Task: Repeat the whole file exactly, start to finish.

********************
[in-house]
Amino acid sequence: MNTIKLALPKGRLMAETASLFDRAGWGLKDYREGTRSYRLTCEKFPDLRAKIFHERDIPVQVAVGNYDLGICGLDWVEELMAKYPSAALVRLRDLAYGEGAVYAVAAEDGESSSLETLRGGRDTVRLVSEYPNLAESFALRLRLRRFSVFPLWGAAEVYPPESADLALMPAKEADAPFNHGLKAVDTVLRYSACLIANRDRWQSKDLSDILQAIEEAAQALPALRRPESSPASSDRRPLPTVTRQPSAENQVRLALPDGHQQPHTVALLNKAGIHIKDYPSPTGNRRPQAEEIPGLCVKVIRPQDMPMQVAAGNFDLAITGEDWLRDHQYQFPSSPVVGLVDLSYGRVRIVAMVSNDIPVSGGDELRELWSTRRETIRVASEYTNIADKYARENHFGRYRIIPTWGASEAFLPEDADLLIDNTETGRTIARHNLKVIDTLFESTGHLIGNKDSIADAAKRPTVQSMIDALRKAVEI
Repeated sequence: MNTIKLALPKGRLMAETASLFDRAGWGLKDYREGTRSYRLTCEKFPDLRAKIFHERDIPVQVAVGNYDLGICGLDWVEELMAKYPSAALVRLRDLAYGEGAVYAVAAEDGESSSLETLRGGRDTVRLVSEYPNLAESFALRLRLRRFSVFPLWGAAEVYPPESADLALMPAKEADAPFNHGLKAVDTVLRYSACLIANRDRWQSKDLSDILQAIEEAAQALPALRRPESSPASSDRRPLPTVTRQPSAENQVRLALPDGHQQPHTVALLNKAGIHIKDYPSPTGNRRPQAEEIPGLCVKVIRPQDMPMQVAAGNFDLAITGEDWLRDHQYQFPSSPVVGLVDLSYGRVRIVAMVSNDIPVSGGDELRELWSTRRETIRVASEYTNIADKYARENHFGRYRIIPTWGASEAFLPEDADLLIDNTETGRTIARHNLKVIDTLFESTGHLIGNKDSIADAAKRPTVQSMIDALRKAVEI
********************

[in-house]
Amino acid sequence: MNTIKLALPKGRLMAETASLFDRAGWGLKDYREGTRSYRLTCEKFPDLRAKIFHERDIPVQVAVGNYDLGICGLDWVEELMAKYPSAALVRLRDLAYGEGAVYAVAAEDGESSSLETLRGGRDTVRLVSEYPNLAESFALRLRLRRFSVFPLWGAAEVYPPESADLALMPAKEADAPFNHGLKAVDTVLRYSACLIANRDRWQSKDLSDILQAIEEAAQALPALRRPESSPASSDRRPLPTVTRQPSAENQVRLALPDGHQQPHTVALLNKAGIHIKDYPSPTGNRRPQAEEIPGLCVKVIRPQDMPMQVAAGNFDLAITGEDWLRDHQYQFPSSPVVGLVDLSYGRVRIVAMVSNDIPVSGGDELRELWSTRRETIRVASEYTNIADKYARENHFGRYRIIPTWGASEAFLPEDADLLIDNTETGRTIARHNLKVIDTLFESTGHLIGNKDSIADAAKRPTVQSMIDALRKAVEI
Repeated sequence: MNTIKLALPKGRLMAETASLFDRAGWGLKDYREGTRSYRLTCEKFPDLRAKIFHERDIPVQVAVGNYDLGICGLDWVEELMAKYPSAALVRLRDLAYGEGAVYAVAAEDGESSSLETLRGGRDTVRLVSEYPNLAESFALRLRLRRFSVFPLWGAAEVYPPESADLALMPAKEADAPFNHGLKAVDTVLRYSACLIANRDRWQSKDLSDILQAIEEAAQALPALRRPESSPASSDRRPLPTVTRQPSAENQVRLALPDGHQQPHTVALLNKAGIHIKDYPSPTGNRRPQAEEIPGLCVKVIRPQDMPMQVAAGNFDLAITGEDWLRDHQYQFPSSPVVGLVDLSYGRVRIVAMVSNDIPVSGGDELRELWSTRRETIRVASEYTNIADKYARENHFGRYRIIPTWGASEAFLPEDADLLIDNTETGRTIARHNLKVIDTLFESTGHLIGNKDSIADAAKRPTVQSMIDALRKAVEI